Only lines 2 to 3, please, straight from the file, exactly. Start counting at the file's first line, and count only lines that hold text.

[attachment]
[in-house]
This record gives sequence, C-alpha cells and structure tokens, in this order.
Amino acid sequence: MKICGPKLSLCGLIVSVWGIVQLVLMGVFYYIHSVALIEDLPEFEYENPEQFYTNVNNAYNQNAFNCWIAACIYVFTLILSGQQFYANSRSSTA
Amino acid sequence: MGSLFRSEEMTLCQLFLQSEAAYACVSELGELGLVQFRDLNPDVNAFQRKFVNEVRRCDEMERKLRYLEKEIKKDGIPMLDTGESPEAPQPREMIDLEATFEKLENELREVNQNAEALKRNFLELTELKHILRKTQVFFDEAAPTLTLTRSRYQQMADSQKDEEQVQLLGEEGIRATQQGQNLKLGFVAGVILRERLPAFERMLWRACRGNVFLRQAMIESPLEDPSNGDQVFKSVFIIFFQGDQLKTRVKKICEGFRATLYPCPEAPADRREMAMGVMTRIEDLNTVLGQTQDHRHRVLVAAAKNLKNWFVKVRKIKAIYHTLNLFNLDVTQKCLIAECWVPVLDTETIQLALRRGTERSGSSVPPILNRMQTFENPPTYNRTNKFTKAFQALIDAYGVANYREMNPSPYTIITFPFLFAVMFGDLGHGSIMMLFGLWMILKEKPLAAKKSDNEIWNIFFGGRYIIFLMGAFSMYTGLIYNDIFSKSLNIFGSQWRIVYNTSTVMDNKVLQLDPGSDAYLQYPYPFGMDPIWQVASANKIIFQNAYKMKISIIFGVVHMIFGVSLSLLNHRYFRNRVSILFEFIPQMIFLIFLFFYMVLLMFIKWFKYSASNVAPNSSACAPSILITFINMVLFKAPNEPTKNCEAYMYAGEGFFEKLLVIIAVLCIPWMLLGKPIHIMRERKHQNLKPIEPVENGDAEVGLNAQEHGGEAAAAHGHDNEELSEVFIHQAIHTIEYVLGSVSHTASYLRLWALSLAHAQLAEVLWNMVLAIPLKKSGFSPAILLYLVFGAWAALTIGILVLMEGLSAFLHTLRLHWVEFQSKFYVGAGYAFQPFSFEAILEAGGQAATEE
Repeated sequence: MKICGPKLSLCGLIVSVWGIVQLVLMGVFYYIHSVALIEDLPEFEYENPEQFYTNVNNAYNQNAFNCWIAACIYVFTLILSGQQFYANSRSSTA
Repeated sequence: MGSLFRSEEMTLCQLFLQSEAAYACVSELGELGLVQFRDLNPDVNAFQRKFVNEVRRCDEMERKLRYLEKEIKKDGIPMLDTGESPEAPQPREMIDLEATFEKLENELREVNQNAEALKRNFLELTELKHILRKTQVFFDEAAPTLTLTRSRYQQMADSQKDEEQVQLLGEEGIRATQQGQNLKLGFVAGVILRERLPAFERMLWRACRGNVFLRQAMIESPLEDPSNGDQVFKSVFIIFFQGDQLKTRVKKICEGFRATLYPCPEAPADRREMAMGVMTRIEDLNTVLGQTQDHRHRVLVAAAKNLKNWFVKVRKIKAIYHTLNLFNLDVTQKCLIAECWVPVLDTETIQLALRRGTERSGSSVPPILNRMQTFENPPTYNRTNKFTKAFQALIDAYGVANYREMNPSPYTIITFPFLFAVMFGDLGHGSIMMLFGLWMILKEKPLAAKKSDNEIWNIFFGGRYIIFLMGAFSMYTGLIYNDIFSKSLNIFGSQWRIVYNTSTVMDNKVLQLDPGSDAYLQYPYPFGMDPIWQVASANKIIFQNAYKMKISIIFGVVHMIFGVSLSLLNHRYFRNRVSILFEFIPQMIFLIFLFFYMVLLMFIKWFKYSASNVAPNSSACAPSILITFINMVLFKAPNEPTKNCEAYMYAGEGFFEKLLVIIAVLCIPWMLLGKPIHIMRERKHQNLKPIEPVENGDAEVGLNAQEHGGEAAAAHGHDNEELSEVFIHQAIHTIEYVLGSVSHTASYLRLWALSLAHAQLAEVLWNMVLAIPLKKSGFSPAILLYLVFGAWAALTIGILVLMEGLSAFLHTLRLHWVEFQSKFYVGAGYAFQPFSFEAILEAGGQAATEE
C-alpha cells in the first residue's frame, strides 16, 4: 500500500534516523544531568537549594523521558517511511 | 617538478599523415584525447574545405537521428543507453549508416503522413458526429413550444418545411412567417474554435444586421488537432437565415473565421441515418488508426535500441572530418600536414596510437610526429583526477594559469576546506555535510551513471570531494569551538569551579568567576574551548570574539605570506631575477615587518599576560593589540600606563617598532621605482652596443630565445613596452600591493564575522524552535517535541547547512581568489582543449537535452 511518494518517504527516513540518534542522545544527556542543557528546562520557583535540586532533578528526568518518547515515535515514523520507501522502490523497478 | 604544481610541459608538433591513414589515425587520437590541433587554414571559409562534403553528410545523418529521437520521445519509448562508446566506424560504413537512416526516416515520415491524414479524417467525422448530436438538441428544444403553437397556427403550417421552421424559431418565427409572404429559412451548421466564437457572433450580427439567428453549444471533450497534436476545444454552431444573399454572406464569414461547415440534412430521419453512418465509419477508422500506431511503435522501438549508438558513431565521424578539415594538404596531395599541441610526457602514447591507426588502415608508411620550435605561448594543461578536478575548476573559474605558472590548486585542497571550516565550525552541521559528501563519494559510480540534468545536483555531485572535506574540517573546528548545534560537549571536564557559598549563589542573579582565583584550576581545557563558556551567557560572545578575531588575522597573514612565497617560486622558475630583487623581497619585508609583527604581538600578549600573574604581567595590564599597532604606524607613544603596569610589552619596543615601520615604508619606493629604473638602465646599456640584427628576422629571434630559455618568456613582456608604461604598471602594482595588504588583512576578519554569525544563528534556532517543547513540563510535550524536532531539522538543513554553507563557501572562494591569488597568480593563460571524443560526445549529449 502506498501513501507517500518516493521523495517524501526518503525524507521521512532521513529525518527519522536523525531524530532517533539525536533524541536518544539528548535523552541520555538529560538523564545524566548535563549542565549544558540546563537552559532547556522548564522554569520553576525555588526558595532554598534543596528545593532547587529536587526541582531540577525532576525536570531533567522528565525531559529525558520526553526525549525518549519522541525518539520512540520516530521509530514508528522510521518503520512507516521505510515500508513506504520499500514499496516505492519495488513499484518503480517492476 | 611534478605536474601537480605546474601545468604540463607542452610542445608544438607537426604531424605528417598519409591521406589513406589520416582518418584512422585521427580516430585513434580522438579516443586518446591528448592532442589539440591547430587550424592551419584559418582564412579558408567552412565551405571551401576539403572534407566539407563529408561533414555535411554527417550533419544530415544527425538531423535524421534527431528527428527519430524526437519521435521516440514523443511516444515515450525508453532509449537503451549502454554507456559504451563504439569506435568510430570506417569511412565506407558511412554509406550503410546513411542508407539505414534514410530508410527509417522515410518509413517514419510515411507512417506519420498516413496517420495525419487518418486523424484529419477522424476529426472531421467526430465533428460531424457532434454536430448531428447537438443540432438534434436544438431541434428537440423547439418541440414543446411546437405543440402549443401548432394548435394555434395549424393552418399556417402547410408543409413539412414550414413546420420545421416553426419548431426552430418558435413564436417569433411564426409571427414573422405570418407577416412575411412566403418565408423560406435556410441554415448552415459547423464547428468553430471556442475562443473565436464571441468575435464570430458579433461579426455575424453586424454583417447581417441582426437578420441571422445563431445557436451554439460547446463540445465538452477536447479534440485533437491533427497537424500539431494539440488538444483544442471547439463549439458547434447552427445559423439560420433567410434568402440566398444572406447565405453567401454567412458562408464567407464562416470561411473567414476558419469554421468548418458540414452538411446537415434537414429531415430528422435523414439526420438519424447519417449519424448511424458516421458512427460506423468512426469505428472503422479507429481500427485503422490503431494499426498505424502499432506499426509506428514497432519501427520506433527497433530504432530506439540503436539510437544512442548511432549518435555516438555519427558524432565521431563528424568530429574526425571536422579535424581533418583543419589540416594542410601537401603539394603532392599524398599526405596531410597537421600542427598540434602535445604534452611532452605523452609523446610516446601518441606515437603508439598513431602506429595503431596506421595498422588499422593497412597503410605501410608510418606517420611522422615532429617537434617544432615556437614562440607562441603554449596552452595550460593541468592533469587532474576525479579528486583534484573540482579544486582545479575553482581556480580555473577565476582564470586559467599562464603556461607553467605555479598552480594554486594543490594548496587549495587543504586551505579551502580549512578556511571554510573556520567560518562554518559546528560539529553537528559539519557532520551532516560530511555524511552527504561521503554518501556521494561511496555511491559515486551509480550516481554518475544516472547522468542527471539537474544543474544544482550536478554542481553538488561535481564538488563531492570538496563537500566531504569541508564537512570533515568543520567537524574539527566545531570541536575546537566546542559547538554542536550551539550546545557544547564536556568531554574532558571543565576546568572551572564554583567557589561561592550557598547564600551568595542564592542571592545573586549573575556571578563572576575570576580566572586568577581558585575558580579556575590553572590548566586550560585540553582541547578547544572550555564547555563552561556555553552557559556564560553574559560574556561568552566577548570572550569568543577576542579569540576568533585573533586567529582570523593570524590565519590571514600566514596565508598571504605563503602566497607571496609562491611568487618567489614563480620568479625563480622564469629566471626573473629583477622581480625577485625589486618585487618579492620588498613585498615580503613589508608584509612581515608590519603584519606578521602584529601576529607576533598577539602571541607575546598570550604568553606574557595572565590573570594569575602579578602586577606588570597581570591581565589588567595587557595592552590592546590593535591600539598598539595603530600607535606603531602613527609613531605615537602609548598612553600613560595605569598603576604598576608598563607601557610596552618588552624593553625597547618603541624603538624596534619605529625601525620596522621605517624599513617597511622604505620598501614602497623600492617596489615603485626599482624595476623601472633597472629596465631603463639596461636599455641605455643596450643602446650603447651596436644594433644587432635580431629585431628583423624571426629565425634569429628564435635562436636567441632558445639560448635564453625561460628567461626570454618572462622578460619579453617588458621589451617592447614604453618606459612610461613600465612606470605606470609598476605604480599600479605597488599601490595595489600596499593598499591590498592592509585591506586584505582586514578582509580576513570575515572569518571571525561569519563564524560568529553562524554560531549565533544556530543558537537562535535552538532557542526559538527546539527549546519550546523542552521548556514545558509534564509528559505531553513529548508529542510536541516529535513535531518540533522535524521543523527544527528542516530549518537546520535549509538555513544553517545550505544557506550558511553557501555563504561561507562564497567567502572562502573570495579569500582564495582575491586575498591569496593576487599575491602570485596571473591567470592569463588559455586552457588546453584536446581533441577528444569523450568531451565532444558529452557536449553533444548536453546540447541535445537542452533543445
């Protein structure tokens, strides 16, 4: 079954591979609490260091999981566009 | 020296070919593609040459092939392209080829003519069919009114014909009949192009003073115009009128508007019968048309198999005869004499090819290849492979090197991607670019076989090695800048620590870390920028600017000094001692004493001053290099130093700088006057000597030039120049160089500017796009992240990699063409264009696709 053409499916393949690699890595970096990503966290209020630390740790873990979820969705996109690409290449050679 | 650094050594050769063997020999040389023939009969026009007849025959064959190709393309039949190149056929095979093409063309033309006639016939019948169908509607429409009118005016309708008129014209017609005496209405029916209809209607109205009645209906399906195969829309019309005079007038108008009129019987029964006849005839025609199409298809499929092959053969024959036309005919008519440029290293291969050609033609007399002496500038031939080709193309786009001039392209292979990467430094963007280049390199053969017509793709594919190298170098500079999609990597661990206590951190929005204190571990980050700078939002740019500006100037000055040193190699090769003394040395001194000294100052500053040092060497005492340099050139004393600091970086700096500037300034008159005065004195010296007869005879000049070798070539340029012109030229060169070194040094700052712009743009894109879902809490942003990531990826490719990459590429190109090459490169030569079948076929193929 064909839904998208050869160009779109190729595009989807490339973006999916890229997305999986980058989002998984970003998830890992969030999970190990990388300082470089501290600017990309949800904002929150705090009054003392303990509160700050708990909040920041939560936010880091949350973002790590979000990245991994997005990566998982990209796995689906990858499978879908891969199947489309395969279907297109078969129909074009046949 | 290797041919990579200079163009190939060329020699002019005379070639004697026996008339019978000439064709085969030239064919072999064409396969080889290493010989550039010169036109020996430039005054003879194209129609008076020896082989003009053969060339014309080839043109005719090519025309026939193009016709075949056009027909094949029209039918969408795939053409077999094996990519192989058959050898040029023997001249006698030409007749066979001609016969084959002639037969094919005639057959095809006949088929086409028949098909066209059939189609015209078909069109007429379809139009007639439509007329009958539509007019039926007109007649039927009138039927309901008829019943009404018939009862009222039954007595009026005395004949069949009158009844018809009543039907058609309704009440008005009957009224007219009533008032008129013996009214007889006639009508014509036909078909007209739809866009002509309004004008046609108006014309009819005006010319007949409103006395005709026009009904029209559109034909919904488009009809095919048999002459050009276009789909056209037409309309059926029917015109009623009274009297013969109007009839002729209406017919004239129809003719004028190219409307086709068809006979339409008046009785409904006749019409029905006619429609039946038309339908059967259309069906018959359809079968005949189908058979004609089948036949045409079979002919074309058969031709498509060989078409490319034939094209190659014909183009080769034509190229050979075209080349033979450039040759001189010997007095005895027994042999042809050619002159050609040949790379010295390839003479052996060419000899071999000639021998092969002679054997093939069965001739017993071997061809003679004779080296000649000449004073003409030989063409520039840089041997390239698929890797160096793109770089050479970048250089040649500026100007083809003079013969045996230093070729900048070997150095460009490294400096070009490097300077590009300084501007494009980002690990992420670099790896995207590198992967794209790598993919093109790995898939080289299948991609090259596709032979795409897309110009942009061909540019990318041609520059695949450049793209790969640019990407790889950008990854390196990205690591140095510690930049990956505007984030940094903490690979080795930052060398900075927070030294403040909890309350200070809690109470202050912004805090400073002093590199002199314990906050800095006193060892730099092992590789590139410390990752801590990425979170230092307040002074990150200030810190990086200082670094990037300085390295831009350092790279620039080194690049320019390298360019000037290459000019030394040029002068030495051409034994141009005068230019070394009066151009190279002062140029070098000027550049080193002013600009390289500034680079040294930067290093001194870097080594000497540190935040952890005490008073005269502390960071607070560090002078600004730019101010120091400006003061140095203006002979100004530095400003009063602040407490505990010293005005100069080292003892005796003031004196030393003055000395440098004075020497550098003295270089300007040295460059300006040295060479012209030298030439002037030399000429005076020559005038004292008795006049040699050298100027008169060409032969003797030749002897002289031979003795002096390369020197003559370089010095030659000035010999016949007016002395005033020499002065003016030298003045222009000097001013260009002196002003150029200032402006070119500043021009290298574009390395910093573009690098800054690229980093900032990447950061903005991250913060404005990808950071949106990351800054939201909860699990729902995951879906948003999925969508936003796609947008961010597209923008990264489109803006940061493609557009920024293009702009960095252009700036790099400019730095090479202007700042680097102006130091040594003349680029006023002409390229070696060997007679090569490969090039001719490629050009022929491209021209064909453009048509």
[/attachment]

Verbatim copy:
This record gives sequence, C-alpha cells and structure tokens, in this order.
Amino acid sequence: MKICGPKLSLCGLIVSVWGIVQLVLMGVFYYIHSVALIEDLPEFEYENPEQFYTNVNNAYNQNAFNCWIAACIYVFTLILSGQQFYANSRSSTA